Legislature(1997 - 1998)

1998-05-07 House Journal

Full Journal pdf

1998-05-07                     House Journal                      Page 3596
HB 380                                                                       
The following letter, dated May 6, 1998, was received:                         
"Dear Speaker Phillips:                                                        
Under authority of art. II, sec. 15 of the Alaska Constitution, I have         
vetoed the following bill:                                                     
SENATE CS FOR CS FOR HOUSE BILL NO. 380(FIN) am S                             
"An Act relating to a temporary reduction of royalty on oil and               
gas produced for sale from certain fields described as being                   
located within the Cook Inlet sedimentary basin, as having been                
discovered before January 1, 1988, and as having been                          
undeveloped or shut in from at least January 1, 1988, through                  
December 31, 1997."                                                            
I have vetoed this bill because it violates the two fundamental                
principles necessary to protect the state's interest as contained in           
current state law.  It grants arbitrary relief from lease terms without a      
thorough evaluation of the economic need for the relief, and it does not       
allow the state to adjust these royalties upward should oil prices rise        
during the life of the reduction.                                              

1998-05-07                     House Journal                      Page 3597
HB 380                                                                       
I must also note 50 percent of the royalties from these fields would go        
into the principal of the Permanent Fund.  A royalty reduction                 
unwarranted by market conditions and allowing no adjustments for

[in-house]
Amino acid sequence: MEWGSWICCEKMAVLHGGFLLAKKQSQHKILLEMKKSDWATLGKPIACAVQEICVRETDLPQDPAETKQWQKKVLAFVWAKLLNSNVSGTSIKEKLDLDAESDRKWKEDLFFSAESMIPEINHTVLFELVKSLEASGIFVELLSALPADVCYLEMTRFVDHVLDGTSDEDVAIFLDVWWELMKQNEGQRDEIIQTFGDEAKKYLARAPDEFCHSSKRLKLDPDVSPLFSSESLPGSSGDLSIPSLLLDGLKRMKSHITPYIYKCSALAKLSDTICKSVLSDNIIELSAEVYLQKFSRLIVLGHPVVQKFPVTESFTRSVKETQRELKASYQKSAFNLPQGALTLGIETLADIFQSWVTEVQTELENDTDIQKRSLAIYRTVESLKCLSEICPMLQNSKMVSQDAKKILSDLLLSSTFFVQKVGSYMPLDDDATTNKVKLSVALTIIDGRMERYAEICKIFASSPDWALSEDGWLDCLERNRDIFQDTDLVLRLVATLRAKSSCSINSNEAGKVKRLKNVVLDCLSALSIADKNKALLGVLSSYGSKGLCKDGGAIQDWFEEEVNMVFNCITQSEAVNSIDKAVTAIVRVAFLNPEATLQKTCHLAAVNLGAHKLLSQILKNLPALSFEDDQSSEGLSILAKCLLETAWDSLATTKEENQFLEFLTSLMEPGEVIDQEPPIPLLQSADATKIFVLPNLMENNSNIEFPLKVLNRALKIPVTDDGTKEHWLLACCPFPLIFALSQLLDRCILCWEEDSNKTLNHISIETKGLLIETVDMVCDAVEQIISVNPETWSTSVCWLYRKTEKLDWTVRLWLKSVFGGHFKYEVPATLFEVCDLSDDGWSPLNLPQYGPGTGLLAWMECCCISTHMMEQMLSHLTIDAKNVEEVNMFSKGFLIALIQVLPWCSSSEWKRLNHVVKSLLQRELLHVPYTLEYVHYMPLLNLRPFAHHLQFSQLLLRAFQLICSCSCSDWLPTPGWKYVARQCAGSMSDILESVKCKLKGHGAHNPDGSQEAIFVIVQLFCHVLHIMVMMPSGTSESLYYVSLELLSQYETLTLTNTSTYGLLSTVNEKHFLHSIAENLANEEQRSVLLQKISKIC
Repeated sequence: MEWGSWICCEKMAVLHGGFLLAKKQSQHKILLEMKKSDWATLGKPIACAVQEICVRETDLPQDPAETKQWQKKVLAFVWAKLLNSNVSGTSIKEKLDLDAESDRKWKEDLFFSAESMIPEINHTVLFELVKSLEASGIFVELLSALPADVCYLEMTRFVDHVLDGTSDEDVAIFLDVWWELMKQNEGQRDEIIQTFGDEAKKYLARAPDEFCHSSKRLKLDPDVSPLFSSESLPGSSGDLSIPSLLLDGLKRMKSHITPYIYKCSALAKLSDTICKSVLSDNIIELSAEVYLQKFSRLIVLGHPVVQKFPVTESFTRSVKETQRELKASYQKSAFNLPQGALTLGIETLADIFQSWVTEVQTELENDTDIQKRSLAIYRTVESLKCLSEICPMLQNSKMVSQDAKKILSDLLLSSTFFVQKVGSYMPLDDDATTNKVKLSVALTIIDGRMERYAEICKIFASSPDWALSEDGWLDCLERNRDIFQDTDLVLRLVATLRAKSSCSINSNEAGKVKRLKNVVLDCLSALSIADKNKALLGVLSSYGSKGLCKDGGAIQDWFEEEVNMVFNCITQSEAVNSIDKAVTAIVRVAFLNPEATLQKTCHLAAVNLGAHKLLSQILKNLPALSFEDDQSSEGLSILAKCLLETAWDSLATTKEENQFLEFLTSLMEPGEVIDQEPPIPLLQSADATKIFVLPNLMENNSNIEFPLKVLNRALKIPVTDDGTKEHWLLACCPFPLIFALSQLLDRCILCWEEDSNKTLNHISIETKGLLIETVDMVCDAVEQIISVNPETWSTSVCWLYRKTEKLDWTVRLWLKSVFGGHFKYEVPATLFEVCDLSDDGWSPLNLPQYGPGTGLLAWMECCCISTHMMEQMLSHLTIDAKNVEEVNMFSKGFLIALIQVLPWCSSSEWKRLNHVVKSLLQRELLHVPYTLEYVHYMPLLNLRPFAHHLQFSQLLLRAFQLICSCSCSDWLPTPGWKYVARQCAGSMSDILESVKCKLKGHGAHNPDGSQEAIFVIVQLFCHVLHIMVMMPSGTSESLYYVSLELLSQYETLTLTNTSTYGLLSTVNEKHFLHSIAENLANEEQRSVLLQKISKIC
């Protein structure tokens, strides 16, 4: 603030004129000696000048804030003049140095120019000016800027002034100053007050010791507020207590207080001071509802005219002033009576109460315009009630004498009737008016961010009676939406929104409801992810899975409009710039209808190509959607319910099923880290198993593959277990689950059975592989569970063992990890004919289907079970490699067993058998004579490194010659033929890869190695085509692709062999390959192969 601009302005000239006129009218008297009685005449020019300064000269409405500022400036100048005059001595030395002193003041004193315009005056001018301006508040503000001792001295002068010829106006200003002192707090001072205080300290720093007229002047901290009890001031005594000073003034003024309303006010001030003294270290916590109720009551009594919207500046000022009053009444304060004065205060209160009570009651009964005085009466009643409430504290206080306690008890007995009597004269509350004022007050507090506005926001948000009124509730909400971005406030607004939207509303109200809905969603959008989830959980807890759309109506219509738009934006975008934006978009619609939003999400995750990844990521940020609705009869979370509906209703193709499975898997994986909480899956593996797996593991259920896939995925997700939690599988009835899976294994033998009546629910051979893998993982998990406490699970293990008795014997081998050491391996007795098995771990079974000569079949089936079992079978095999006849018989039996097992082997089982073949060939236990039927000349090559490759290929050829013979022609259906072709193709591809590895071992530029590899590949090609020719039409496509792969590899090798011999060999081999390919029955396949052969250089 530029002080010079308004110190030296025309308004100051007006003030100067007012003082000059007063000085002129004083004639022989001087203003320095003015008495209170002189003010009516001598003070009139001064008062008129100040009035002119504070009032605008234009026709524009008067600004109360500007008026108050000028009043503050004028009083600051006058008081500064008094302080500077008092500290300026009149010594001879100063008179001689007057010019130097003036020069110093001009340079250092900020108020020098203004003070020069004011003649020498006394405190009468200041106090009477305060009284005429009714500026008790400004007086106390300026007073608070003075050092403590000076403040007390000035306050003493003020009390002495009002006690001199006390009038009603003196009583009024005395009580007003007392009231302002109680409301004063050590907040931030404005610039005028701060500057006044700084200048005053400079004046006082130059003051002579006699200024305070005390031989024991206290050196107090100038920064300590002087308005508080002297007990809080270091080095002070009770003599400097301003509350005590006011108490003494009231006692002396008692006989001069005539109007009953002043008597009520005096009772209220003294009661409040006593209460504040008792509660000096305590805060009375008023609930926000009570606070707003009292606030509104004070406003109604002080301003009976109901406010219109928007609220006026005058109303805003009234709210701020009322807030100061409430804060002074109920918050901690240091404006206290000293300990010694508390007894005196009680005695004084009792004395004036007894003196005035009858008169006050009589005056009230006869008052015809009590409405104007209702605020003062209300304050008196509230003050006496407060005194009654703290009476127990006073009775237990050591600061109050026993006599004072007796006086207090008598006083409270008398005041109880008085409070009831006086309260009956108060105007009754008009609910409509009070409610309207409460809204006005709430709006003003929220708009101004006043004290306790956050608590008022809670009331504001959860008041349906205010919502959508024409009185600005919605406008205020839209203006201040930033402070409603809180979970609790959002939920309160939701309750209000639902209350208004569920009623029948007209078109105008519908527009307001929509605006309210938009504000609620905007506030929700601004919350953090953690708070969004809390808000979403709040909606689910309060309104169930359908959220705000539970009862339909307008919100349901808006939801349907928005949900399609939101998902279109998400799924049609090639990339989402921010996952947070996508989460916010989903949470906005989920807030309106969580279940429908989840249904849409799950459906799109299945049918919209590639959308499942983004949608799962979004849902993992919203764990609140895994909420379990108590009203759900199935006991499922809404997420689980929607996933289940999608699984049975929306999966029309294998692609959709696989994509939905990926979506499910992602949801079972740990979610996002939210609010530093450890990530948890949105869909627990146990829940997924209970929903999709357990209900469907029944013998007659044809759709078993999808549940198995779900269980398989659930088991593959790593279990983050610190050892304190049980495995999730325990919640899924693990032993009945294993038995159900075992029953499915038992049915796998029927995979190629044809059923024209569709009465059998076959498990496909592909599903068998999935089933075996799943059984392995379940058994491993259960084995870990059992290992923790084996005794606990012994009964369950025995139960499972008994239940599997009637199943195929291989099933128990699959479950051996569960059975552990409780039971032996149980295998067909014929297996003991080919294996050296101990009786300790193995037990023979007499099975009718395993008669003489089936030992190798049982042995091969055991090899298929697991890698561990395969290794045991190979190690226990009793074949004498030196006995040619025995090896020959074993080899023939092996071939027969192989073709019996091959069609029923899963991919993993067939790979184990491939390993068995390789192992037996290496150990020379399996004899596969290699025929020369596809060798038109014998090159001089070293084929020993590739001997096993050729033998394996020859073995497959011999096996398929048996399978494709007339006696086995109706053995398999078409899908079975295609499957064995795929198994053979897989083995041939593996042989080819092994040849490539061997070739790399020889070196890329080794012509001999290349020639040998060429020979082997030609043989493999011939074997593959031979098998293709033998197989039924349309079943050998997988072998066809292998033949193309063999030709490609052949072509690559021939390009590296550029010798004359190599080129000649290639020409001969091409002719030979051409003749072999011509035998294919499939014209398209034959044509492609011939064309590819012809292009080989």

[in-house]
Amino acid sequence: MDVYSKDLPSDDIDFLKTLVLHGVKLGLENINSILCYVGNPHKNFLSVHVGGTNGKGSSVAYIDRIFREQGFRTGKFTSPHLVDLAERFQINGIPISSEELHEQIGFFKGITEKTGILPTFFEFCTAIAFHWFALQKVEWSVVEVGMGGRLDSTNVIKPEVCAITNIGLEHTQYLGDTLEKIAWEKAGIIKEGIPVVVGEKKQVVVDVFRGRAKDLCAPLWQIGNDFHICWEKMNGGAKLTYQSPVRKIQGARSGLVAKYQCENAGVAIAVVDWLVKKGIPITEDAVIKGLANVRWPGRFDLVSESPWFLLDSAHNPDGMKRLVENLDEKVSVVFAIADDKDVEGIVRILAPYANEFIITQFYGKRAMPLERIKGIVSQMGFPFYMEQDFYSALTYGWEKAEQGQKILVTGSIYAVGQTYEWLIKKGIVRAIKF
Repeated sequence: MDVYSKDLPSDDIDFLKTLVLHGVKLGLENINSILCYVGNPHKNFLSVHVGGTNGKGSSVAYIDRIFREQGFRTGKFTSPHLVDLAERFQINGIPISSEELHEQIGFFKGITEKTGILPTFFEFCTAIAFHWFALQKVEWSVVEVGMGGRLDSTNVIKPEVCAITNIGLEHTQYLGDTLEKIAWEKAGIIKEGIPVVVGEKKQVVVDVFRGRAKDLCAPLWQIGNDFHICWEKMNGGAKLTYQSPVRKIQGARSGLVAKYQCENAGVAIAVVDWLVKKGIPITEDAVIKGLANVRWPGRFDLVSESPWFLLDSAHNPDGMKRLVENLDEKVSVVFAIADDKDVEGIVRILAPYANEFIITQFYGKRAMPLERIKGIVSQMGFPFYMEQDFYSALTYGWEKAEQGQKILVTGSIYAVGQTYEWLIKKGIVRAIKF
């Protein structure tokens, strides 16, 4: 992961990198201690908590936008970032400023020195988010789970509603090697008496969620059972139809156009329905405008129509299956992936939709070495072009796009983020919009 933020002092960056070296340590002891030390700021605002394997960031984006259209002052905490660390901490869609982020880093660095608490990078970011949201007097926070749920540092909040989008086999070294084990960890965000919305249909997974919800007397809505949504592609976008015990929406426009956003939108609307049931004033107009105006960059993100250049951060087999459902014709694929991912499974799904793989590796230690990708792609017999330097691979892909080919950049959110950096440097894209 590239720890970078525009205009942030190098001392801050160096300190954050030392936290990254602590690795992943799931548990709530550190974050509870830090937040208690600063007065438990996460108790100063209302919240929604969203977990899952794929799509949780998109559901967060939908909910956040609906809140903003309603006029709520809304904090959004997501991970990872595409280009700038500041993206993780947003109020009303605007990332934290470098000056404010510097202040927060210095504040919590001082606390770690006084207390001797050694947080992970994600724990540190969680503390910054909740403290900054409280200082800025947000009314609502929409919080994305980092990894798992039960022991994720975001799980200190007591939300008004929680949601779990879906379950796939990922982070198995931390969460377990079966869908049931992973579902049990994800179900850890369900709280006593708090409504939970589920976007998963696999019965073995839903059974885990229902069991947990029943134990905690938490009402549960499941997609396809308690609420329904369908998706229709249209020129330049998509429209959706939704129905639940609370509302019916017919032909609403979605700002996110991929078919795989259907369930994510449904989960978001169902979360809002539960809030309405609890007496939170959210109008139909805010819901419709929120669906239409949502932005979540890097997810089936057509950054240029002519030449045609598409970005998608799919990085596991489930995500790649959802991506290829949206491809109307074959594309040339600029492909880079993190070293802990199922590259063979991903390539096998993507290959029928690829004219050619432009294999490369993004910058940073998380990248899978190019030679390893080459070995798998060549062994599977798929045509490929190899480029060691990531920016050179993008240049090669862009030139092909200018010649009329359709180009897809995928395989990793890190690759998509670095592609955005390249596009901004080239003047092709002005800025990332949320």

increased prices shortchanges Alaskans' Permanent Fund.  A successful          
partnership between industry and the state means providing economic            
incentives when necessary and sharing in benefits, including those that        
were unanticipated.                                                            
This bill reduces Alaska's oil royalty for six specific fields in Cook         
Inlet without knowing whether those reductions are necessary.  The             
provisions in this bill are not required to promote sound oil and gas          
development in Cook Inlet, have not been carefully considered, and are         
not an example of "doing it right."                                            
Three years ago, the Legislature approved my proposal to allow for             
modification of state oil and gas leases "for production that would not        
otherwise be economically feasible."  That law, now contained in AS            
38.05.180(j), is the method the state should use to provide development        
incentives because it requires an in-depth economic analysis of leases         
and protects the state by adjusting royalty upward if the price of oil         
and gas should increase after the modification.  This Administration           
developed the current law with thorough analysis, long and hard                
negotiations, and extensive public debate.  That level of analysis,            
especially by the Department of Natural Resources, the state agency            
with expertise in this area, has not been undertaken in these Cook Inlet       
cases because no data was provided to do so.                                   
The resurgence in exploration and development in Alaska is based on            
a favorable business climate and new technology to drive down the              
costs of exploration, development, and production.  We have the                
adequate tools to encourage development and protect the state's interest       
without arbitrarily giving away the state's resources.                         
							Tony Knowles